I came across something interested. The Shed at Dulwich was the number 1 top-rated restaurant in London, and it didn’t even really exist.
This short documentary film would show how, in a span of 6 months, one guy fooled the system into thinking that it had the best restaurant in the city, not to mention that it was fully booked 100% of the time for actual customers to validate.
If there’s anything to pick-up from this experiment, I can say it’s that TripAdvisor banks on the “word of mouth” marketing by letting individuals trust a brand based on the reviews and ratings by their peers. People are easily swayed to believe something if it’s recommended by somebody they trust.
You must’ve already seen this in any other place, not just TA, even on Facebook – the simple “Friend likes this” alert. This tells you it must be fine, and it lowers your guard in actually believing that something isn’t true or might not be good.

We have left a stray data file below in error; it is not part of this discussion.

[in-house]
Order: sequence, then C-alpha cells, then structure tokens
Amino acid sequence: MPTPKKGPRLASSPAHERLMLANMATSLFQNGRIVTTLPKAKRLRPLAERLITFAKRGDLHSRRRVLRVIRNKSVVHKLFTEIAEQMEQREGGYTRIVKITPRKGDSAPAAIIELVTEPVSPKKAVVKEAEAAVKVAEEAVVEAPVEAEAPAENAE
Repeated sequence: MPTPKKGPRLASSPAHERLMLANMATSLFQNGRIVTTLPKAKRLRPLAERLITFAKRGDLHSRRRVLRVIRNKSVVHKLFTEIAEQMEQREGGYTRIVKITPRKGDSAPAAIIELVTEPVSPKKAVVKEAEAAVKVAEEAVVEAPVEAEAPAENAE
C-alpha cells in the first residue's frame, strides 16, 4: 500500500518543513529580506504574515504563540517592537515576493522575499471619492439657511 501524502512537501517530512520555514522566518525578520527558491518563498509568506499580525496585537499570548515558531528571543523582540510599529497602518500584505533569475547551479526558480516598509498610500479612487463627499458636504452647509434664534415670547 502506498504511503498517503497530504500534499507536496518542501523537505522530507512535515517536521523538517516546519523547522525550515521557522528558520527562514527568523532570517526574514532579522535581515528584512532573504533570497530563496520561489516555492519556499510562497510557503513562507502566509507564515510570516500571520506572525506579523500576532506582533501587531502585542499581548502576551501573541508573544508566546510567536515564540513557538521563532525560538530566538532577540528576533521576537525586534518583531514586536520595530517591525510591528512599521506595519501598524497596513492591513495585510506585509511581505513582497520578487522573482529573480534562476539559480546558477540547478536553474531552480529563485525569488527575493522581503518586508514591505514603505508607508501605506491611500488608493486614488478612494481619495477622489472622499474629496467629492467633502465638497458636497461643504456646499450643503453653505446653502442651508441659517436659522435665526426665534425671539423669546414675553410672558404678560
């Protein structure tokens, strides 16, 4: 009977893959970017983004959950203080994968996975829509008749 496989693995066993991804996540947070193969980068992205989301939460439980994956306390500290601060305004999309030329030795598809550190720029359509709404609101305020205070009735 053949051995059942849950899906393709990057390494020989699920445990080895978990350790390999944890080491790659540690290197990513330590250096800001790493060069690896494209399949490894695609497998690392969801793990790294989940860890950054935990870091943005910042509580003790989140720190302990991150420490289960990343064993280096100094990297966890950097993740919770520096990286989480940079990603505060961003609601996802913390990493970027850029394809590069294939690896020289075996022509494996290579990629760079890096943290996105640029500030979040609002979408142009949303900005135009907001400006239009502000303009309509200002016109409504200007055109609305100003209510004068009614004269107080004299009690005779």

With this knowledge at hand, it kind of makes you question the legitimacy of things online, and how we’ve come to the stage where we ignore all possible signals we see personally, in exchange for what we’ve read in reviews by our friends.
Can you still do this now that it’s been found out? Yes. You possibly can. It’s a matter of finding a method to abuse. With the ever-changing algorithms of social media networks, how are you planning to apply such a growth-hack method to establish your presence online?
After all, if a non-existent entity became number 1 on a legit platform like Tripadvisor, beating more than 18,000 companies in a span of 6 months, what makes your existent brand or company not achieve the same?